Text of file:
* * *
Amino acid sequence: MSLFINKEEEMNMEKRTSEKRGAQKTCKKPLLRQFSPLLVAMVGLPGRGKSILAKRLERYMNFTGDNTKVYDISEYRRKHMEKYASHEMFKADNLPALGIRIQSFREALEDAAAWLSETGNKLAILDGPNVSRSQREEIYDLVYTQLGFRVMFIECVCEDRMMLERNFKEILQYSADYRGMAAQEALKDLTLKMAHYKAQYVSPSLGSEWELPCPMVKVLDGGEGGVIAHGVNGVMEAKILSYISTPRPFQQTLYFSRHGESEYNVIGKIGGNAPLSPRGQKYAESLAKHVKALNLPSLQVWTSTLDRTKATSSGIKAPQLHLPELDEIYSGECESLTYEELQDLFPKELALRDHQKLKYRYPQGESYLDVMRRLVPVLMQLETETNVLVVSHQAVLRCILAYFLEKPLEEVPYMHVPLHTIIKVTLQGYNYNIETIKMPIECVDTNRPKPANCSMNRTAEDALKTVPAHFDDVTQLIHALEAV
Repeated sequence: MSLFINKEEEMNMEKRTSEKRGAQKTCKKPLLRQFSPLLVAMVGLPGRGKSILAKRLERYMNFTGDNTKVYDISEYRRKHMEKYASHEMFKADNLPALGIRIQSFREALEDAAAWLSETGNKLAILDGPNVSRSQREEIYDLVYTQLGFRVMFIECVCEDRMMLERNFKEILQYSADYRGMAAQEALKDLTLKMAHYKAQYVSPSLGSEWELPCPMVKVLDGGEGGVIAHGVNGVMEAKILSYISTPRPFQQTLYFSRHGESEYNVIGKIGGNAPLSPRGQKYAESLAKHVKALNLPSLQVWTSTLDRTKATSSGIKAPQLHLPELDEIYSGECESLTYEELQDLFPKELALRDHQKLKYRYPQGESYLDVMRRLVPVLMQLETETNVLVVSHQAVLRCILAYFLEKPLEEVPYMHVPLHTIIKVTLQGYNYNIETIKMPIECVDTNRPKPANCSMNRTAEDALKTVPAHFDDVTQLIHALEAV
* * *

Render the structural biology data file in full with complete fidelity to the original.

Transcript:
Amino acid sequence: MSLFINKEEEMNMEKRTSEKRGAQKTCKKPLLRQFSPLLVAMVGLPGRGKSILAKRLERYMNFTGDNTKVYDISEYRRKHMEKYASHEMFKADNLPALGIRIQSFREALEDAAAWLSETGNKLAILDGPNVSRSQREEIYDLVYTQLGFRVMFIECVCEDRMMLERNFKEILQYSADYRGMAAQEALKDLTLKMAHYKAQYVSPSLGSEWELPCPMVKVLDGGEGGVIAHGVNGVMEAKILSYISTPRPFQQTLYFSRHGESEYNVIGKIGGNAPLSPRGQKYAESLAKHVKALNLPSLQVWTSTLDRTKATSSGIKAPQLHLPELDEIYSGECESLTYEELQDLFPKELALRDHQKLKYRYPQGESYLDVMRRLVPVLMQLETETNVLVVSHQAVLRCILAYFLEKPLEEVPYMHVPLHTIIKVTLQGYNYNIETIKMPIECVDTNRPKPANCSMNRTAEDALKTVPAHFDDVTQLIHALEAV
Repeated sequence: MSLFINKEEEMNMEKRTSEKRGAQKTCKKPLLRQFSPLLVAMVGLPGRGKSILAKRLERYMNFTGDNTKVYDISEYRRKHMEKYASHEMFKADNLPALGIRIQSFREALEDAAAWLSETGNKLAILDGPNVSRSQREEIYDLVYTQLGFRVMFIECVCEDRMMLERNFKEILQYSADYRGMAAQEALKDLTLKMAHYKAQYVSPSLGSEWELPCPMVKVLDGGEGGVIAHGVNGVMEAKILSYISTPRPFQQTLYFSRHGESEYNVIGKIGGNAPLSPRGQKYAESLAKHVKALNLPSLQVWTSTLDRTKATSSGIKAPQLHLPELDEIYSGECESLTYEELQDLFPKELALRDHQKLKYRYPQGESYLDVMRRLVPVLMQLETETNVLVVSHQAVLRCILAYFLEKPLEEVPYMHVPLHTIIKVTLQGYNYNIETIKMPIECVDTNRPKPANCSMNRTAEDALKTVPAHFDDVTQLIHALEAV